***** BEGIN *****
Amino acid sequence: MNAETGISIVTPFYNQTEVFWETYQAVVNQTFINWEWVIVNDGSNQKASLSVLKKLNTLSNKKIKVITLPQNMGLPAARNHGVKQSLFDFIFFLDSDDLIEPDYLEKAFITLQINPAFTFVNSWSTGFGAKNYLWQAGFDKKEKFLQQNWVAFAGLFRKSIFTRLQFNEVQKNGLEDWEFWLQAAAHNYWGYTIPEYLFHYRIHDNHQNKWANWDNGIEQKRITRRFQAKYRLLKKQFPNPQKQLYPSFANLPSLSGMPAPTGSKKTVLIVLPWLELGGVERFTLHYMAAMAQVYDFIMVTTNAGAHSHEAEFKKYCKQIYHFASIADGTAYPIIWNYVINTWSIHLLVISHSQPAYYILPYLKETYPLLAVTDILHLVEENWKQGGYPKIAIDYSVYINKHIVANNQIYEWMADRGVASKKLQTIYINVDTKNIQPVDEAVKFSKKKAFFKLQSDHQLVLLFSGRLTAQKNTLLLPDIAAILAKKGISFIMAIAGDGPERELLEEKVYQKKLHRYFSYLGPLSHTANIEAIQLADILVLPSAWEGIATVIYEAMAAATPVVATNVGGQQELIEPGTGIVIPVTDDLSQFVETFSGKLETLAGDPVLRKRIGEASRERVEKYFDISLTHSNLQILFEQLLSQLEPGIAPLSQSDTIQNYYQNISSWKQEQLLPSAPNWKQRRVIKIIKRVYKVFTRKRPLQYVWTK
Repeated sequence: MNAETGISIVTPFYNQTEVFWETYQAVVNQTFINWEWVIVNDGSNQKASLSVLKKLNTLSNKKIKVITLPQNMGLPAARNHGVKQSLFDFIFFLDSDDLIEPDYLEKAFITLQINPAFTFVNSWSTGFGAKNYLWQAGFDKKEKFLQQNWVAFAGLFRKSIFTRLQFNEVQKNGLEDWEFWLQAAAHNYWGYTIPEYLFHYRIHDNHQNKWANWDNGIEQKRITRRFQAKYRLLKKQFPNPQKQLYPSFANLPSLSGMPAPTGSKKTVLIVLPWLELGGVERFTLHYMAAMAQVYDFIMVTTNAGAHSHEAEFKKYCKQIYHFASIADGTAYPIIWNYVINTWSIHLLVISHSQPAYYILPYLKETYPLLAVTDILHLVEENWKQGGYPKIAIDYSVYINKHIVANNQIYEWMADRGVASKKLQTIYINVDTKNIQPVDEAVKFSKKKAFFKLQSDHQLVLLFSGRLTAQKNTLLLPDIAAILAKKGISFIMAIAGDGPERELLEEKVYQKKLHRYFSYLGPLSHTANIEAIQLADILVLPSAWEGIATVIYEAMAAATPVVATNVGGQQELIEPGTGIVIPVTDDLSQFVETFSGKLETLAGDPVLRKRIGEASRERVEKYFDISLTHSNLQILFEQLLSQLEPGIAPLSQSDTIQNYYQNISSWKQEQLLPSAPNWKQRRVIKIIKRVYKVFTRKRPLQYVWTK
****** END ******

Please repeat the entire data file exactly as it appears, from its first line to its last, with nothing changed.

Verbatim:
Amino acid sequence: MNAETGISIVTPFYNQTEVFWETYQAVVNQTFINWEWVIVNDGSNQKASLSVLKKLNTLSNKKIKVITLPQNMGLPAARNHGVKQSLFDFIFFLDSDDLIEPDYLEKAFITLQINPAFTFVNSWSTGFGAKNYLWQAGFDKKEKFLQQNWVAFAGLFRKSIFTRLQFNEVQKNGLEDWEFWLQAAAHNYWGYTIPEYLFHYRIHDNHQNKWANWDNGIEQKRITRRFQAKYRLLKKQFPNPQKQLYPSFANLPSLSGMPAPTGSKKTVLIVLPWLELGGVERFTLHYMAAMAQVYDFIMVTTNAGAHSHEAEFKKYCKQIYHFASIADGTAYPIIWNYVINTWSIHLLVISHSQPAYYILPYLKETYPLLAVTDILHLVEENWKQGGYPKIAIDYSVYINKHIVANNQIYEWMADRGVASKKLQTIYINVDTKNIQPVDEAVKFSKKKAFFKLQSDHQLVLLFSGRLTAQKNTLLLPDIAAILAKKGISFIMAIAGDGPERELLEEKVYQKKLHRYFSYLGPLSHTANIEAIQLADILVLPSAWEGIATVIYEAMAAATPVVATNVGGQQELIEPGTGIVIPVTDDLSQFVETFSGKLETLAGDPVLRKRIGEASRERVEKYFDISLTHSNLQILFEQLLSQLEPGIAPLSQSDTIQNYYQNISSWKQEQLLPSAPNWKQRRVIKIIKRVYKVFTRKRPLQYVWTK
Repeated sequence: MNAETGISIVTPFYNQTEVFWETYQAVVNQTFINWEWVIVNDGSNQKASLSVLKKLNTLSNKKIKVITLPQNMGLPAARNHGVKQSLFDFIFFLDSDDLIEPDYLEKAFITLQINPAFTFVNSWSTGFGAKNYLWQAGFDKKEKFLQQNWVAFAGLFRKSIFTRLQFNEVQKNGLEDWEFWLQAAAHNYWGYTIPEYLFHYRIHDNHQNKWANWDNGIEQKRITRRFQAKYRLLKKQFPNPQKQLYPSFANLPSLSGMPAPTGSKKTVLIVLPWLELGGVERFTLHYMAAMAQVYDFIMVTTNAGAHSHEAEFKKYCKQIYHFASIADGTAYPIIWNYVINTWSIHLLVISHSQPAYYILPYLKETYPLLAVTDILHLVEENWKQGGYPKIAIDYSVYINKHIVANNQIYEWMADRGVASKKLQTIYINVDTKNIQPVDEAVKFSKKKAFFKLQSDHQLVLLFSGRLTAQKNTLLLPDIAAILAKKGISFIMAIAGDGPERELLEEKVYQKKLHRYFSYLGPLSHTANIEAIQLADILVLPSAWEGIATVIYEAMAAATPVVATNVGGQQELIEPGTGIVIPVTDDLSQFVETFSGKLETLAGDPVLRKRIGEASRERVEKYFDISLTHSNLQILFEQLLSQLEPGIAPLSQSDTIQNYYQNISSWKQEQLLPSAPNWKQRRVIKIIKRVYKVFTRKRPLQYVWTK